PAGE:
There is sadly a long list of failed – in some cases – and successful – in other cases – assassinations carried out against critical, independent figures in Russia, including politicians and journalists. It is not something that happened just yesterday. When I was President of the European Parliament in 2006, I remember the assassination of the journalist Anna Politkovskaya. And I had a talk with President Putin about it. So, sadly, it is a fact of life that there is a long list of failed [and] successful assassination attempts against independent figures in Russia.
On the cases of Alexei Navalny and Sergey and Julia Skripal, the European Union imposed sanctions on those involved, coming from Russia’s military intelligence and the specific Russian chemical research agency. We have been punishing people coming from the military intelligence and the specific Russian chemical research agency. The Russian authorities also have been carrying out illegal actions in Ukraine and have clear roles in conflicts in our neighbourhood. And the President of the Russian Federation [Vladimir Putin] ultimately holds the responsibility for these Russian specific actions made by Russian authorities, Russian policies and Russian actions.
Q. Italia lleva tiempo pidiendo una gestión conjunta con la Unión Europea de la inmigración. También, [Mario] Draghi [Prime Minister of Italy] ha pedido que la Unión Europea asuma su responsabilidad. ¿Qué puede hacer la Unión Europea en ese sentido?
Well look, I do not know to which sentence of the President of the Council of Ministers, Mr [Mario] Draghi, are you referring when you say that Mr Draghi has asked the European Union to take the responsibilities. Because, the European Union has been taking the responsibilities all the time and will continue doing so.
For sure, migration is a problem in the Mediterranean, not only for Italy. The closer you are to the problem, the bigger is the effect that it has on you.
I mean, migration in the Mediterranean has bigger effects for Italy, Malta, France or Spain than to Lithuania or Latvia, it is evident. That is why the European Union is trying to develop policies that share the burden of migration. In order that, not only the countries on the front line of the migration have to support the consequences of a phenomenon that affects the whole European Union Member States. And that it is not going to finish tomorrow, because it is the answer to the unbalances -demographic and economic unbalances- between Europe, Africa, the Middle East and others.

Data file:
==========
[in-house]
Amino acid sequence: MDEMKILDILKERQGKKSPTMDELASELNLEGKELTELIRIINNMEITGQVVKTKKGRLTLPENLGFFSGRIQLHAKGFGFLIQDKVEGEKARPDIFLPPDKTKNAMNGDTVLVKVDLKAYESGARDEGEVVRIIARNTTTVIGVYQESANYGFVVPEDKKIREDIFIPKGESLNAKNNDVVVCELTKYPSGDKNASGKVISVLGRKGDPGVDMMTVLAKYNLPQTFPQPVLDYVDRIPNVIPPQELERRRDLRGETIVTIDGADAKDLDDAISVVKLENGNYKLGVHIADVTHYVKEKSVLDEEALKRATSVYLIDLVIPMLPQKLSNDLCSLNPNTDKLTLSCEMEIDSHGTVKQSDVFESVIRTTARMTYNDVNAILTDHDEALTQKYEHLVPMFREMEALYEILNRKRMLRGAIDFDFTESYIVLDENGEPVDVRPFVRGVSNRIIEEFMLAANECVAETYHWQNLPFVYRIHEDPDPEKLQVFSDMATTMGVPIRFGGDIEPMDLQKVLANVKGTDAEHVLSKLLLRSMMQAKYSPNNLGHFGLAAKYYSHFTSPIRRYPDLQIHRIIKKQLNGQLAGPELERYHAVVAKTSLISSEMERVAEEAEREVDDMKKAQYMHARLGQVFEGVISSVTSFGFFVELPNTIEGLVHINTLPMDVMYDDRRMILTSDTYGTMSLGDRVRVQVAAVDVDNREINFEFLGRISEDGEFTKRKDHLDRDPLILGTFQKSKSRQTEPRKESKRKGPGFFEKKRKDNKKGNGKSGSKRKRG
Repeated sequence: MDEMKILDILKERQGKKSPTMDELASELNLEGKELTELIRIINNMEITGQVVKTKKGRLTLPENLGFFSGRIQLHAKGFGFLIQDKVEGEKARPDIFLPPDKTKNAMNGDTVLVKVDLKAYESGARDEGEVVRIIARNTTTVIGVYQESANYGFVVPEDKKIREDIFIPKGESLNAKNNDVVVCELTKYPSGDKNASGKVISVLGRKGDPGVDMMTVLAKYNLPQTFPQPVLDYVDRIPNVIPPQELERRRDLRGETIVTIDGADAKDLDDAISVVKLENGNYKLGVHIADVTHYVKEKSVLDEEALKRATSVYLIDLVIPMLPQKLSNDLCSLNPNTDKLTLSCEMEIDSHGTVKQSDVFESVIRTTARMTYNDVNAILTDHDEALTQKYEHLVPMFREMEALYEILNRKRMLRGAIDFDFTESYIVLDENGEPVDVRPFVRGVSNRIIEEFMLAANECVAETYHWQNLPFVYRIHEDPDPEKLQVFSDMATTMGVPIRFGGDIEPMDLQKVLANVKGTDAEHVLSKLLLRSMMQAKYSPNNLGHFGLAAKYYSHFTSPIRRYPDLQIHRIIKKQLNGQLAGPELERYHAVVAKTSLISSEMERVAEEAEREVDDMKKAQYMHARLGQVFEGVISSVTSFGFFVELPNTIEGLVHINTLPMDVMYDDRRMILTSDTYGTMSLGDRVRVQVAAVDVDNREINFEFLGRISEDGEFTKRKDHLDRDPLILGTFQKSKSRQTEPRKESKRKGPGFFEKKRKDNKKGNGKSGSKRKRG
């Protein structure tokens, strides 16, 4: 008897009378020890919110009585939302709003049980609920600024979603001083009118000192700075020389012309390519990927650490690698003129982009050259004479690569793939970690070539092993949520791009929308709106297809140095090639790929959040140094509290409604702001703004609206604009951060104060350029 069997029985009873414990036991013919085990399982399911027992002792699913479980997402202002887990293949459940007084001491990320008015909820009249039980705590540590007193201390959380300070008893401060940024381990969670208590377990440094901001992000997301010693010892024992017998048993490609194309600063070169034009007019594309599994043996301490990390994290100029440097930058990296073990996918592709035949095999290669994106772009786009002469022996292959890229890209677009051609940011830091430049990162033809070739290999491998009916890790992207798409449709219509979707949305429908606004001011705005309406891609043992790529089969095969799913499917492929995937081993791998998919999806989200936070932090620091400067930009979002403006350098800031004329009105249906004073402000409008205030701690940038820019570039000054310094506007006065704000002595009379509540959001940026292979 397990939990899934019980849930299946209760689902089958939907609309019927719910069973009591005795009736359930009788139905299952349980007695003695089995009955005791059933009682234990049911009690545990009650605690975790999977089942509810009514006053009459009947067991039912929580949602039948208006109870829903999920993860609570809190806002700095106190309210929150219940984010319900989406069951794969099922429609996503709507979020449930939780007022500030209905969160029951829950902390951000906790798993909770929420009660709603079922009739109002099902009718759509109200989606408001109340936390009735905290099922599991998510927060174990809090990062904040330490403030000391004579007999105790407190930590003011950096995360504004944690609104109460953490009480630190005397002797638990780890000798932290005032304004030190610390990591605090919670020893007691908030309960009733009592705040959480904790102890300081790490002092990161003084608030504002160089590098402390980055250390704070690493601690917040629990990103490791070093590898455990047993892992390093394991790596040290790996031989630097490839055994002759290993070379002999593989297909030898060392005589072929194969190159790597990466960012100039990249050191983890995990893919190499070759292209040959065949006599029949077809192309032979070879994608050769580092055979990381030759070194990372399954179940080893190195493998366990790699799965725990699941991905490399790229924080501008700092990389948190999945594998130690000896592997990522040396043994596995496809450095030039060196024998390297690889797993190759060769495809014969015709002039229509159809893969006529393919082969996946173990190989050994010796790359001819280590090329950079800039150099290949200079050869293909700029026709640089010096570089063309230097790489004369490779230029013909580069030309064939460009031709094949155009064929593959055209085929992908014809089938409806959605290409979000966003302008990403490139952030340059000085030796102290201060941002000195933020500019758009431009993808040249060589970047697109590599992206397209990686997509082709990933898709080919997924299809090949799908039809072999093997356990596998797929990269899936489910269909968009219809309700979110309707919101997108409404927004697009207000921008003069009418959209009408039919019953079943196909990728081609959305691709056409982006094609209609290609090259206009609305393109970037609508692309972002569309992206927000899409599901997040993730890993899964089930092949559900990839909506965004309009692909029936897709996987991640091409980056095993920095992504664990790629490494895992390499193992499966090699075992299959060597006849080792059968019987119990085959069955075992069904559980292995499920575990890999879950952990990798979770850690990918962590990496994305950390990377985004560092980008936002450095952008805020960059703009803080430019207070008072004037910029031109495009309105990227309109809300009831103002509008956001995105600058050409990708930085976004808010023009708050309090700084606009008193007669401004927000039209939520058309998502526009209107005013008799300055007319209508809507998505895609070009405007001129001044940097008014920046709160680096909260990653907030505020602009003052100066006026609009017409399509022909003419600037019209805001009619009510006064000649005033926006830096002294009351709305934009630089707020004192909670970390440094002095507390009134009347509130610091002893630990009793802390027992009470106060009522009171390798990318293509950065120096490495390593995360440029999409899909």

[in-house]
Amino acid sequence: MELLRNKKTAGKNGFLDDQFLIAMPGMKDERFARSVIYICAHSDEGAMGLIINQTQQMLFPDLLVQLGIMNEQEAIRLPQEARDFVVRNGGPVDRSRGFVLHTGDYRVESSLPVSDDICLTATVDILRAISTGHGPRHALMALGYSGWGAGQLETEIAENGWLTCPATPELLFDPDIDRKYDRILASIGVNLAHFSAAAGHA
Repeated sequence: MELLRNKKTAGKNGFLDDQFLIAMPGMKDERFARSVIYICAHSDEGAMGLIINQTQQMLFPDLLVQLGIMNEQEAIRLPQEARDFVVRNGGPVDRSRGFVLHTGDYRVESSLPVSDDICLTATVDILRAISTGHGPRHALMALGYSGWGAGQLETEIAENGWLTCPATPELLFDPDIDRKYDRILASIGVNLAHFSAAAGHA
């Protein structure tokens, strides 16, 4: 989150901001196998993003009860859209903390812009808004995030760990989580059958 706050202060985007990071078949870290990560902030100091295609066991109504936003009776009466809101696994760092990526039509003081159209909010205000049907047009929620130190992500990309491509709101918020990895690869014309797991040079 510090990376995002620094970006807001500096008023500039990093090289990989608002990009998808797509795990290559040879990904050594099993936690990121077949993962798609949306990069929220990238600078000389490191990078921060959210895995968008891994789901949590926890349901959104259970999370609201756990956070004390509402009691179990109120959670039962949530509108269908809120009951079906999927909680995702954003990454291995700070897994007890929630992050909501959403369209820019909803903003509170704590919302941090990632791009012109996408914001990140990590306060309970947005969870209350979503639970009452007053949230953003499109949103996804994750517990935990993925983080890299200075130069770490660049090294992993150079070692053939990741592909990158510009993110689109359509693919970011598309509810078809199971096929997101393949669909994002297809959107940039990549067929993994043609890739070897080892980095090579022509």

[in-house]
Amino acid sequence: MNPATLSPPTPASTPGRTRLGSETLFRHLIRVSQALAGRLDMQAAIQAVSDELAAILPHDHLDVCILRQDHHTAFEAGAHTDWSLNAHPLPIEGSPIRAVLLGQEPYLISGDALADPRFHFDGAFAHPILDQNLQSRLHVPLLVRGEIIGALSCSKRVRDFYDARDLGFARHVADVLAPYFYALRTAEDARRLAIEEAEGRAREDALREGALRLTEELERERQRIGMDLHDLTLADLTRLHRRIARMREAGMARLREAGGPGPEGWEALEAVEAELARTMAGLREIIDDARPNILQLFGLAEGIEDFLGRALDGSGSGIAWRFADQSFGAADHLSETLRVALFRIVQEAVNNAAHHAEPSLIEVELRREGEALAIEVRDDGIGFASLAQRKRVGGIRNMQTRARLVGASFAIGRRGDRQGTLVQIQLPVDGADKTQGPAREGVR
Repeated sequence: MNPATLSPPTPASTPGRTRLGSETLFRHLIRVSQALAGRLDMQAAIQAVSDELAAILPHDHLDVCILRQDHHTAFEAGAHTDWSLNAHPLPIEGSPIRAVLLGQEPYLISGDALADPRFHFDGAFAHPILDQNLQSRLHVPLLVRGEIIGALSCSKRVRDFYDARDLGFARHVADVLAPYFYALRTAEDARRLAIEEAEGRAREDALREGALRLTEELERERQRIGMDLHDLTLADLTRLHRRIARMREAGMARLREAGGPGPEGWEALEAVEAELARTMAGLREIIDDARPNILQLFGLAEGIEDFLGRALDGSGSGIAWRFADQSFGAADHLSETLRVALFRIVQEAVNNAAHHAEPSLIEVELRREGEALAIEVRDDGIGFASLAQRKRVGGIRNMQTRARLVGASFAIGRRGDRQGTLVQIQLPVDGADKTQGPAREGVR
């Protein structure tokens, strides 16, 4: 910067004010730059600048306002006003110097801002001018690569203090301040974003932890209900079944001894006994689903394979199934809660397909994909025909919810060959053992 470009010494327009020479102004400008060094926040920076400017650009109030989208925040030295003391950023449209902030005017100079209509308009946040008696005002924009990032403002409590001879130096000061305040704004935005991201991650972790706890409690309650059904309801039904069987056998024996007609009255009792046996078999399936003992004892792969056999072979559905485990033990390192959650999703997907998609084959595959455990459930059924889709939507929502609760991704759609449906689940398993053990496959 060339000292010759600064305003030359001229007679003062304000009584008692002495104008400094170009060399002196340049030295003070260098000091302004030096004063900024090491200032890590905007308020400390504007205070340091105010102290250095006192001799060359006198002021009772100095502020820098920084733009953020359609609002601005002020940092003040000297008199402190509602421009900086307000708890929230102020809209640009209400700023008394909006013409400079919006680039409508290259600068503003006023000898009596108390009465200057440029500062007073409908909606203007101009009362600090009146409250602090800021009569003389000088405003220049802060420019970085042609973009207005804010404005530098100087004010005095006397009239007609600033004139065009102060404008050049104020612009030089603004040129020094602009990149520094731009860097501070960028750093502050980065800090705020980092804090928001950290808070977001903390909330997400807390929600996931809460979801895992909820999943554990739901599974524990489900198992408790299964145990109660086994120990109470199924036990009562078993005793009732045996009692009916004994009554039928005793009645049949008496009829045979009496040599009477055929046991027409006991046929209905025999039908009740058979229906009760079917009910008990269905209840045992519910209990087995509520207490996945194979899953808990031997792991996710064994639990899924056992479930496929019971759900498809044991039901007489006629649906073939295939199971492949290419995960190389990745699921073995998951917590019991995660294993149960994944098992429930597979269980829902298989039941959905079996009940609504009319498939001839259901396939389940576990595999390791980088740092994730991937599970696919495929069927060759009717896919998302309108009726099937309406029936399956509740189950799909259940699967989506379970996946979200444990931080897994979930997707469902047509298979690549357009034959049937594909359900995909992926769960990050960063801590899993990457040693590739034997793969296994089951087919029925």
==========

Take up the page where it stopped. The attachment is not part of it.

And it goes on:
Yes, the European Union has presented - the Commission has presented - a new Pact on Migration and Asylum that is being discussed by the Member States. And, if agreed, it will be implemented. But now, the ball is in the hands of the Member States who have to decide if they approve this plan or they prefer another one.
In the meantime, the Commission – of which I am Vice-President - will continue developing all efforts in order to coordinate the actions of the Member States to face illegal migration and to make migration a regular process. Because migration is there to last. It is not going to disappear. And we have to convert migration on a process which is regulated to avoid that people lose their lives trying to follow illegal ways of reaching Europe.
Q. Are there any news on the proposal to have a European Union envoy in Libya? You talked about monitoring what is happening in Libya, especially in the field of mercenaries. The United Nations just sent an advanced monitoring mission in Sirte. Do you think that Operation Irini can, perhaps, cooperate with the United Nations in this regard?
The role of Operation Irini is not to monitor the ceasefire. It has a role of controlling the arms embargo. Do not mix different issues. Operation Irini was launched before the ceasefire and has nothing to do with monitoring the ceasefire.
It does not mean that the European Union is not ready to participate and cooperate on the monitoring of the ceasefire. But this is on the hands of the United Nations. If the United Nations requests the European Union’s support, I am sure the European Union and its Member States will be ready to consider this request. But the European Union cannot decide “I am going to monitor the ceasefire”. No, it has to be the United Nations who requests our support. If this is the case, for sure, we will be ready to consider it.
About the Special Envoy of the European Union for Libya. Yes, on the coming days, I will have to present a proposal to the Foreign Affairs Ministers. The problem is that I have several good candidates and I have to choose one. But it will happen soon.
Link to the video: https://audiovisual.ec.europa.eu/en/video/I-203477